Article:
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The film's voice-cast list is preceded by the phrase "With the talents of." The picture opens with an offscreen narrator describing the Darling family, whom "Peter Pan" chose to visit because they believed in him. The opening credits include the written statement: "Walt Disney Productions is grateful to the Hospital for Sick Children, Great Ormond Street, London, to which Sir James M. Barrie gave his copyright of Peter Pan." Barrie's story about a boy who refused to grow up originated as nursery tales he told to the five grandsons (including Peter and Michael) of novelist George du Maurier. Peter Pan opened in London in December 1904, and Barrie's novelization, entitled Peter and Wendy, was first published in 1911.
According to studio press materials, Disney considered producing an animated version of Barrie's play as early as 1935, and in 1939 arranged to secure screen rights from the hospital. A November 13, 1940 Hollywood Reporter news item stated that the film was beginning production, while a May 15, 1942 Hollywood Reporter article reported that the studio "was nearing completion" of preliminary work. At that point, however, a few months after the United States's entry into World War II, Disney shelved all fiction efforts in order to focus on the production of war films for the government.
Production on Peter Pan resumed in early May 1949, at which point Daily Variety reported that the studio planned to release the film in 1951. The studio produced a live-action version of the story, or a working model, for the use of the animators. This version, as discussed in an August 1952 Los Angeles Times article, featured the actors and actresses who were the models for each character, including Margaret Kerry as "Tinker Bell" and a mermaid, Roland Dupree as Peter Pan, and June Foray and Connie Hilton as mermaids. Although some contemporary sources, including the February 1953 New Yorker review, assumed that Tinker Bell was modeled after Marilyn Monroe, studio materials refute this. In a February 2002 Los Angeles Times article, Kerry stated that the resemblance to Monroe arose from animator Marc Davis' decision to depict the bottom half of Tinker Bell as "womanly" while maintaining a more girlish appearance to the upper half. Tinker Bell has since become an iconographic symbol for the studio as well as part of the animated logo that introduces Disney's television program, The Wonderful World of Disney.
In a June 1952 Los Angeles Examiner article, Disney asserted that he had taken pains to stay true to Barrie's play while making the story more cinematic. Disney retained many of the stage traditions, including casting the same the actor as both "Mr. Darling" and "Captain Hook." Most changes were received favorably by critics, particularly the fairy-girl appearance of Tinker Bell, who had always been represented by a beam of light in staged versions of the play. In addition, in the past Peter Pan had always been played by a female actor. Many critics expressed disappointment, however, with the omission of the scene in the play in which audience members save Tinker Bell by clapping if they believe in fairies.
Although Disney stated in the June 1952 Los Angeles Examiner article that the film cost $3 million, all other sources estimate the final cost at $4 million. According to studio press materials, the final film used 500,000 separate drawings. On June 14, 1951, Hollywood Reporter asserted that the picture would be released for Christmas 1952, and on October 24, 1951, Daily Variety reported that CBS and NBC were in discussions with Disney for the rights to show portions of the touring stage show, which starred Veronica Lake and Lawrence Tibbett, on their Christmas day broadcast. At the time of Peter Pan's release, in February 1953, the reviews were universally laudatory.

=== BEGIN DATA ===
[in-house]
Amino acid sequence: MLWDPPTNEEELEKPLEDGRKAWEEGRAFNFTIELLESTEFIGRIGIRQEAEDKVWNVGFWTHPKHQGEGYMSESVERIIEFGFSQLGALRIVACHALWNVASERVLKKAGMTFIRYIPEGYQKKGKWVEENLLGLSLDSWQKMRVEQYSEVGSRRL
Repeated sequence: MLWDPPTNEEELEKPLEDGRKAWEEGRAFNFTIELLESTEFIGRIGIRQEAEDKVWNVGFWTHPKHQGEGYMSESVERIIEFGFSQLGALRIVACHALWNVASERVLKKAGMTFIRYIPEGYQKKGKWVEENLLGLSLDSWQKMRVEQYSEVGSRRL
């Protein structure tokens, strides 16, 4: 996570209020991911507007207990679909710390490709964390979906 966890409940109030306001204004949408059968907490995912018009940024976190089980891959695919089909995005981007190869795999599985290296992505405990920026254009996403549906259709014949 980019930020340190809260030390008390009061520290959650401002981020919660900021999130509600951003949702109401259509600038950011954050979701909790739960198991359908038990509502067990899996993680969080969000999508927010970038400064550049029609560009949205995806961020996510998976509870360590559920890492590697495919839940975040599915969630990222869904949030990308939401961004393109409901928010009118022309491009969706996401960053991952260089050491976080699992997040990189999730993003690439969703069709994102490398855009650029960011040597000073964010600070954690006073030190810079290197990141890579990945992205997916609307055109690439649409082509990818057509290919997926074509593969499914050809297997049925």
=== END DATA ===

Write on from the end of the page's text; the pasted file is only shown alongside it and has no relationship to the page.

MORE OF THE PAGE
According to an April 8, 1953 Daily Variety news item, the studio prepared a radio version of the film to be broadcast in Korea and China, with original songs and dialogue to be dubbed into each country's languages. Lux Radio Theatre broadcast a version of the film on December 21, 1953, starring Bobby Driscoll, Kathryn Beaumont and John Carradine. In October 1955, as noted in a August 3, 1955 Daily Variety news item, Disney's in-house distribution arm, Buena Vista, officially took over distribution of the film from RKO. The article also stated that the film had earned $7 million at that point. After six theatrical re-releases, the studio made Peter Pan available on videotape in May 1990, at which point The Wall Street Journal reported the picture's profits as $145 million.
A staging of Peter Pan, starring Mary Martin and Cyril Ritchard, opened on Broadway on October 20, 1954. That version was filmed for broadcast on NBC on March 1955, and was re-broadcast annually for many years after. Other film adaptations of Peter Pan include the 1925 Paramount feature Peter Pan, directed by Herbert Brenon and starring Betty Bronson (see AFI Catalog of Feature Films, 1921-30), and a 2002 Disney straight-to-video sequel to the feature, entitled Return to Never Land. Animators for that film, according to a February 19, 2002 Los Angeles Times article, used the original Peter Pan working model to illustrate characters. Steven Spielberg directed a 1991 version for TriStar Pictures called Hook, which envisioned Peter Pan, played by Robin Williams, as an adult. Universal, Columbia and Revolution produced a live-action version of Peter Pan in 2003, directed by P. J. Hogan and starring Jeremy Sumpter and Jason Isaacs. In 2004's biographical feature film Finding Neverland, Johnny Depp portrayed Barrie during the years in which he conceived and wrote Peter Pan. That film received several Academy Award nominations, including Best Film and Best Actor, and won the Oscar for Best Original Score (Jan A. P. Kaczmarek).